The yin-yang spectrum of foods compares a range of foods and how they are relative to each other in terms of yin and yang. Extremes are on the ends of the spectrum. Eating extreme foods on one side of the spectrum creates an attraction to an extreme food on the other side. For example, salty chips pair well with a cool drink, and animal foods balance sugar. Imagine a pendulum swinging back and forth from extreme yang foods to extreme yin foods. You can slow that pendulum to a more moderate swing by giving your baby foods that are toward the center of the spectrum—primarily grains and vegetables. Eating balanced foods is less stressful on your child’s body because it does not overcompensate for extremes.
Grains, beans, sea vegetables, and vegetables are in the center range of the yin-yang spectrum of foods. Eating these foods on a daily basis helps create a steady, even, and balanced diet. Eating foods outside of the center creates a wider swing in the pendulum—yang animal foods stimulate the taste for yin sweets, which then creates an attraction for yang foods again. Yin and yang flows back and forth and are not static. One element is relative to another: vegetables are more yin compared to grains, but more yang compared to fruits. Because children are inherently yang and are growing, they generally need more yin food to expand and develop.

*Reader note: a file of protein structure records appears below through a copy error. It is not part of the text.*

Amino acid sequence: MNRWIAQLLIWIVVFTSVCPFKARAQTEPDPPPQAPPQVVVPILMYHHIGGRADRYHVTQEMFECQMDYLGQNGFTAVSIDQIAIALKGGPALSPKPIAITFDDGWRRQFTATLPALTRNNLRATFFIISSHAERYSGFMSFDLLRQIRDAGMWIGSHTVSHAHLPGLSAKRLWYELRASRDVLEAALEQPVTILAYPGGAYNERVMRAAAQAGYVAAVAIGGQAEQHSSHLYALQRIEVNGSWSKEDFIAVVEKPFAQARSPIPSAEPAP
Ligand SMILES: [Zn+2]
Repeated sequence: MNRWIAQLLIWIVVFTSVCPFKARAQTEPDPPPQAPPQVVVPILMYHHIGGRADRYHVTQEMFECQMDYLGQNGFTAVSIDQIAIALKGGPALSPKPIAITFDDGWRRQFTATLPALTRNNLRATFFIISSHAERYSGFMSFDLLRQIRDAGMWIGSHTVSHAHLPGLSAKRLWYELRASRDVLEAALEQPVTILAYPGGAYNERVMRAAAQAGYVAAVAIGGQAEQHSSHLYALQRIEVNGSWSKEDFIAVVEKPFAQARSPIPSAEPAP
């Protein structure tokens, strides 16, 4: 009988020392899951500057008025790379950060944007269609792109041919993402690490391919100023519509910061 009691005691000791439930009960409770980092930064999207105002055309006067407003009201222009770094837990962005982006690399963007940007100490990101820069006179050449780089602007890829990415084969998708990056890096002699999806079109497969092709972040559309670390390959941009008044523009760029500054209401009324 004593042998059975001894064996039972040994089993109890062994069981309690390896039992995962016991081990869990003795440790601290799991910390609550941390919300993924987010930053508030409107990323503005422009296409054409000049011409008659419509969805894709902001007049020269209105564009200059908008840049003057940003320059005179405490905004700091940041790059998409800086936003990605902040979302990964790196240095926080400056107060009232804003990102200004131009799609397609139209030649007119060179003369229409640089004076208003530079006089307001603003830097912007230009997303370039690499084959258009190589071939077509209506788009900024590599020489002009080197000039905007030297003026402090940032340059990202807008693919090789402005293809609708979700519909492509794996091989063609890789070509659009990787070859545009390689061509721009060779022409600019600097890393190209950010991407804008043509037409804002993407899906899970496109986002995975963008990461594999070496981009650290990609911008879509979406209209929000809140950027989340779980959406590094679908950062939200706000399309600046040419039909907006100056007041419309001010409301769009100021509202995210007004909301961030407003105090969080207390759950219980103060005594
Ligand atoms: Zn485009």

Listed in the chart are balanced foods toward the middle for daily use, foods on a wider spectrum for occasional use, and extreme foods to avoid.
You can use the knowledge of yin and yang to influence your baby’s condition and help him return to balance when he gets out of balance. For instance, if your child has an overly yin condition, such as lethargy, whininess, or diarrhea, reducing yin foods, such as fruit, juice, or sugar, can help him come back toward the center. Feeding him more cooked whole grains and yang vegetables, such as root vegetables, can also help him become more centered.
If your child shows signs of an excessively yang condition, such as hyperactivity, irritability, or constipation, you can reduce salt and animal food in his diet for a relaxing effect. Feeding him more yin vegetables, such as leafy green vegetables and fruits, can help him return to the center. Other factors, such as changing seasons, food preparations, and cooking methods also play a part in determining the yin-yang balance of food.
The concept of yin and yang does not mean that one is good and the other is bad. There are no specific rules for using the principles of yin and yang. You can experiment and try different foods to observe their effect. If you listen to your child’s preferences while considering these principles, then you can follow his lead and discover how the pendulum goes back and forth.
You can moderate the swing of his pendulum by offering him higher quality foods that are nearer the center of the spectrum to satisfy him. For example, if he craves ice cream, then offer him fruit; if he craves salty chips, offer him foods that have less sodium, such as tamari or miso. He craves what he needs and you can be the moderator to help him maintain a centered balance.
Trial and observation, with these principles in mind, will help you develop your own intuition of how it works. Knowledge and understanding of this principle of attraction can help you be a guide for your child. These recommendations are based on my experiences using these principles for myself, as a parent, and as a grandmother.